Business Performance Blog
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About Karen Carleton
Karen Carleton is a learning and performance specialist who has worked with all sectors and with diverse groups. She develops custom training and performance solutions based on evidence-based practice. Karen holds a Masters in Instructional and Performance Technology and a Masters in Workplace Learning. Her passions: problem solving, partnerships and performance improvement. Karen is a member of the Canadian Society of Training and Development and the International Society for Performance Improvement. View Karen’s Google Profile.
Visit Karen Carleton's web site at http://www.performcorp.ca
Posts by Karen Carleton
Submitted by Karen Carleton on October 19th, 2012
Just as with training to get physically fit, a well-conducted needs assessment is essential if your workplace training programs are going to see real results.
Submitted by Karen Carleton on October 10th, 2012
Providing timely and accurate feedback is an often underestimated tool for lifting employee motivation, raising performance and building trust.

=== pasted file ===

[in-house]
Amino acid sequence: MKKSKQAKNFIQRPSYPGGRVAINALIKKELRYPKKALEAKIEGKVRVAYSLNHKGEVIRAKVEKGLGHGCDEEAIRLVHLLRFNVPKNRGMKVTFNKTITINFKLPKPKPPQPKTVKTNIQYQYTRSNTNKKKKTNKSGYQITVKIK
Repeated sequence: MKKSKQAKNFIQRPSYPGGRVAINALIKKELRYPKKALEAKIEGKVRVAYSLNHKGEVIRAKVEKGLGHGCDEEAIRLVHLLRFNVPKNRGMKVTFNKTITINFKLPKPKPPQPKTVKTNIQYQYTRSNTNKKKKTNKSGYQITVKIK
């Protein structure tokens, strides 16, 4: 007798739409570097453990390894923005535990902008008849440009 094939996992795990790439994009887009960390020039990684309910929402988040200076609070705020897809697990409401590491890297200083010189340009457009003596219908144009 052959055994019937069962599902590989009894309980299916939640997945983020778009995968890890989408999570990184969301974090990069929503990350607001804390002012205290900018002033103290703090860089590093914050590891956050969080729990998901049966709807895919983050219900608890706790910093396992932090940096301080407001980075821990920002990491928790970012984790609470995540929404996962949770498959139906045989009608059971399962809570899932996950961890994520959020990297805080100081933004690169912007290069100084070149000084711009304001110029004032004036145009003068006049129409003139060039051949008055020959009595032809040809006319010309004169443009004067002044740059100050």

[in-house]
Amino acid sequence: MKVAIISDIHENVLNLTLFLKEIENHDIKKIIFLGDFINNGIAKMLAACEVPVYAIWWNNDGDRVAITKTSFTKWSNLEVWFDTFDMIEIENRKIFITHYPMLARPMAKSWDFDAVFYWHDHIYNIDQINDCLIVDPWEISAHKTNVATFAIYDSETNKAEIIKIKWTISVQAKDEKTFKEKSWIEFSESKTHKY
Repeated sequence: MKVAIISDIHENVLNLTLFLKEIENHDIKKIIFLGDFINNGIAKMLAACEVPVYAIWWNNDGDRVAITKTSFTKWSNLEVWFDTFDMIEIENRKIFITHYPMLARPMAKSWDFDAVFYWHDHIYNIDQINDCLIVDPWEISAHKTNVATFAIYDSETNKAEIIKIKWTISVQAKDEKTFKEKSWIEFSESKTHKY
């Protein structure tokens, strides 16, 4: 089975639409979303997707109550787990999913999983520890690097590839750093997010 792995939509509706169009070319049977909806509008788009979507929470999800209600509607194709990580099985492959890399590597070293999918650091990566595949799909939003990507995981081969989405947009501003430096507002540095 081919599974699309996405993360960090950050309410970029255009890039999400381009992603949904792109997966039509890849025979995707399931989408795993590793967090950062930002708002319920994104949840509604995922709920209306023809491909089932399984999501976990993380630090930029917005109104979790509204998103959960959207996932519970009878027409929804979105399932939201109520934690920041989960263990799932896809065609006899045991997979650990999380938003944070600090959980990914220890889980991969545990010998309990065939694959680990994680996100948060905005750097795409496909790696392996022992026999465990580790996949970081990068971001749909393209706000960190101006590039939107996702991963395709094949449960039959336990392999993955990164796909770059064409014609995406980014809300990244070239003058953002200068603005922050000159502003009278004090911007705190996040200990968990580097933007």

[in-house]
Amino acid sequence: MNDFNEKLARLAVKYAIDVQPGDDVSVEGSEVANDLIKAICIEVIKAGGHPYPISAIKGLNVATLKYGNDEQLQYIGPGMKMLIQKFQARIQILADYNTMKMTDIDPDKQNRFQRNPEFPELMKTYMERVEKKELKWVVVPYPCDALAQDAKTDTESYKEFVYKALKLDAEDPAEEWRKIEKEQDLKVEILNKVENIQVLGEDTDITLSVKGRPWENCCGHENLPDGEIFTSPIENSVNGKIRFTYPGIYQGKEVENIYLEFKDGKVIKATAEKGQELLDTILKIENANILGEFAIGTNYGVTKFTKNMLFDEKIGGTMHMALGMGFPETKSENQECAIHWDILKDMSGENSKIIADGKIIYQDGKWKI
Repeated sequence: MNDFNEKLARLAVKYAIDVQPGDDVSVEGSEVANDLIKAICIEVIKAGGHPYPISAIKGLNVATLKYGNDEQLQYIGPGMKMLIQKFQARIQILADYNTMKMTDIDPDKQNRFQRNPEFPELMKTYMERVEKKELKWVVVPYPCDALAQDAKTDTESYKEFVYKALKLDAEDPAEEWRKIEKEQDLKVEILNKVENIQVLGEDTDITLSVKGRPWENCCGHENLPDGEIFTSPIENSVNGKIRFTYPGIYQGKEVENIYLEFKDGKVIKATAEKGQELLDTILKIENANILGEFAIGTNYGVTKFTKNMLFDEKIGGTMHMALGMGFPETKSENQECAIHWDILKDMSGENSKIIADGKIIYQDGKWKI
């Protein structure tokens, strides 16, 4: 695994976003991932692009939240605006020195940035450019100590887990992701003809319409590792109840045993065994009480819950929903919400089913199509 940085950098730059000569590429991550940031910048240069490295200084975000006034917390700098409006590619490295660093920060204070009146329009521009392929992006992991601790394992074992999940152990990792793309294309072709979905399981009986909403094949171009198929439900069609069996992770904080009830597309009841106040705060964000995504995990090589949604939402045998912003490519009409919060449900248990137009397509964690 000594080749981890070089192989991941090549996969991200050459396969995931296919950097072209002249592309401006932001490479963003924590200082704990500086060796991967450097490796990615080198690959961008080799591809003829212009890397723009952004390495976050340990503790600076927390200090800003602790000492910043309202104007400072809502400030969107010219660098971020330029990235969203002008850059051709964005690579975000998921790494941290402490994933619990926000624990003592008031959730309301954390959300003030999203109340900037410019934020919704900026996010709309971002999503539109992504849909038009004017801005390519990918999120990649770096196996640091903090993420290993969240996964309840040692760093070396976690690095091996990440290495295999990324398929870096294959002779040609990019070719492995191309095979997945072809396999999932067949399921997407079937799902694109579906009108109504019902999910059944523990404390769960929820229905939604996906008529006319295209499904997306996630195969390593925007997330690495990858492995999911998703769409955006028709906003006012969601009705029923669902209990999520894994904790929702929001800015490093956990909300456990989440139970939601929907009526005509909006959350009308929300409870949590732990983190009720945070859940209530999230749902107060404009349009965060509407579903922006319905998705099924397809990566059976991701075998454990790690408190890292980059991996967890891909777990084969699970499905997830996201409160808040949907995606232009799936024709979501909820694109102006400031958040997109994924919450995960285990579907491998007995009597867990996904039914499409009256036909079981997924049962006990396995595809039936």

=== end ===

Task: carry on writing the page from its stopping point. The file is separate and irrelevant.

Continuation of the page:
Submitted by Karen Carleton on September 27th, 2012
Instructional Designers are often undervalued. It is only when competent Instructional Designers work hand-in-hand with Subject Matter Experts that organizations produce workplace training programs that have a real impact on employee performance.
Submitted by Karen Carleton on September 17th, 2012
Getting employees to learn at work requires much more than dangling a carrot and waving a big stick. People learn – really learn – when what they are learning is of deep significance to them personally. Take a leaf out of the books of social scientists to find out how you can invigorate your learning programs.
Submitted by Karen Carleton on September 6th, 2012
Much of what passes for online learning ends up as useless waste for organizations. Online learning can be highly effective if designed in accordance with good instructional design principles.
Submitted by Karen Carleton on August 24th, 2012
Are differences between generations of workers and learners a myth? And are we doing more damage than good by highlighting differences? Karen Carleton provides us some provocative thoughts.